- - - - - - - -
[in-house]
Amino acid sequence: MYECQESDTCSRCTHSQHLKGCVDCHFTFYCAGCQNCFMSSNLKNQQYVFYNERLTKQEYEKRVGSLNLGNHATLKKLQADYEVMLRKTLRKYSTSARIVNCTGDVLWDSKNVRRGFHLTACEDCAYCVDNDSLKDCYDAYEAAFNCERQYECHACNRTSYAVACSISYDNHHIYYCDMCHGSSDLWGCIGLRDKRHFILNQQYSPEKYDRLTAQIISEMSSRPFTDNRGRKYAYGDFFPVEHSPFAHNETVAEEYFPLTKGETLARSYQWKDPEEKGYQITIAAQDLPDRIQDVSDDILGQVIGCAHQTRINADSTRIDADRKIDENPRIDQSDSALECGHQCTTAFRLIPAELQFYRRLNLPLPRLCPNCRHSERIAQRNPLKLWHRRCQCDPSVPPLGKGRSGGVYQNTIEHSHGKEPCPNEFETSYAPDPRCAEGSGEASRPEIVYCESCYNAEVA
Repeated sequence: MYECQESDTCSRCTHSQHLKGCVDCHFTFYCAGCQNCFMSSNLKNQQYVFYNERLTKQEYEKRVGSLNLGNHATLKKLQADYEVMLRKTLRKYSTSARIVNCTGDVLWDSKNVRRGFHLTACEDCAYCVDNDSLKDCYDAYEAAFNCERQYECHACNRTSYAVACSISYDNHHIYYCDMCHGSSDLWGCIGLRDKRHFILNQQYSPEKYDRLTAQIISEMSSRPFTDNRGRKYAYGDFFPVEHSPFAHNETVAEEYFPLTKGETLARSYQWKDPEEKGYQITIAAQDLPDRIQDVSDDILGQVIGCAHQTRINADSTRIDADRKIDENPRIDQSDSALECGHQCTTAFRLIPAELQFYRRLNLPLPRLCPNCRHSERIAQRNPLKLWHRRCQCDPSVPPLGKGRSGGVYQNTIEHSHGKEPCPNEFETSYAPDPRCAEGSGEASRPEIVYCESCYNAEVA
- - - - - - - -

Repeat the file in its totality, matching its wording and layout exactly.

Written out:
[in-house]
Amino acid sequence: MYECQESDTCSRCTHSQHLKGCVDCHFTFYCAGCQNCFMSSNLKNQQYVFYNERLTKQEYEKRVGSLNLGNHATLKKLQADYEVMLRKTLRKYSTSARIVNCTGDVLWDSKNVRRGFHLTACEDCAYCVDNDSLKDCYDAYEAAFNCERQYECHACNRTSYAVACSISYDNHHIYYCDMCHGSSDLWGCIGLRDKRHFILNQQYSPEKYDRLTAQIISEMSSRPFTDNRGRKYAYGDFFPVEHSPFAHNETVAEEYFPLTKGETLARSYQWKDPEEKGYQITIAAQDLPDRIQDVSDDILGQVIGCAHQTRINADSTRIDADRKIDENPRIDQSDSALECGHQCTTAFRLIPAELQFYRRLNLPLPRLCPNCRHSERIAQRNPLKLWHRRCQCDPSVPPLGKGRSGGVYQNTIEHSHGKEPCPNEFETSYAPDPRCAEGSGEASRPEIVYCESCYNAEVA
Repeated sequence: MYECQESDTCSRCTHSQHLKGCVDCHFTFYCAGCQNCFMSSNLKNQQYVFYNERLTKQEYEKRVGSLNLGNHATLKKLQADYEVMLRKTLRKYSTSARIVNCTGDVLWDSKNVRRGFHLTACEDCAYCVDNDSLKDCYDAYEAAFNCERQYECHACNRTSYAVACSISYDNHHIYYCDMCHGSSDLWGCIGLRDKRHFILNQQYSPEKYDRLTAQIISEMSSRPFTDNRGRKYAYGDFFPVEHSPFAHNETVAEEYFPLTKGETLARSYQWKDPEEKGYQITIAAQDLPDRIQDVSDDILGQVIGCAHQTRINADSTRIDADRKIDENPRIDQSDSALECGHQCTTAFRLIPAELQFYRRLNLPLPRLCPNCRHSERIAQRNPLKLWHRRCQCDPSVPPLGKGRSGGVYQNTIEHSHGKEPCPNEFETSYAPDPRCAEGSGEASRPEIVYCESCYNAEVA